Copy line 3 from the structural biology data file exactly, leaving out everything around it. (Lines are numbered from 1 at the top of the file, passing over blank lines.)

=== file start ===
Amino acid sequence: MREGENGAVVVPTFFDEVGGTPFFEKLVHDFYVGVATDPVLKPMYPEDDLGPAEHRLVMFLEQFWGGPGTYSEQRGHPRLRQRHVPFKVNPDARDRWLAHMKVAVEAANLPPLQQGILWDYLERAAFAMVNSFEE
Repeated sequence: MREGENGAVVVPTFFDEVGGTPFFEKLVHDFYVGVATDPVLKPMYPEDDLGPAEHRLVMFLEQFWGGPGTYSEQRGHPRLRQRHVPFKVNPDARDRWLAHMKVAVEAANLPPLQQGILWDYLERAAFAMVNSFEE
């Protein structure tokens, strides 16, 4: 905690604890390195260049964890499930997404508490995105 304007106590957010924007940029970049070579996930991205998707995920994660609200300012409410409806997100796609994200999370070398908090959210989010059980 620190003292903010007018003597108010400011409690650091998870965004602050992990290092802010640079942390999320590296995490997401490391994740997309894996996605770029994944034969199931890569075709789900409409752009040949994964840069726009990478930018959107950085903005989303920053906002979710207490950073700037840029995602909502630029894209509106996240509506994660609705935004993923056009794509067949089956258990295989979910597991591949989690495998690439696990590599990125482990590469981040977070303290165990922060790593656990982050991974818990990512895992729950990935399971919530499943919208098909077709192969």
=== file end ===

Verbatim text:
């Protein structure tokens, strides 16, 4: 905690604890390195260049964890499930997404508490995105 304007106590957010924007940029970049070579996930991205998707995920994660609200300012409410409806997100796609994200999370070398908090959210989010059980 620190003292903010007018003597108010400011409690650091998870965004602050992990290092802010640079942390999320590296995490997401490391994740997309894996996605770029994944034969199931890569075709789900409409752009040949994964840069726009990478930018959107950085903005989303920053906002979710207490950073700037840029995602909502630029894209509106996240509506994660609705935004993923056009794509067949089956258990295989979910597991591949989690495998690439696990590599990125482990590469981040977070303290165990922060790593656990982050991974818990990512895992729950990935399971919530499943919208098909077709192969």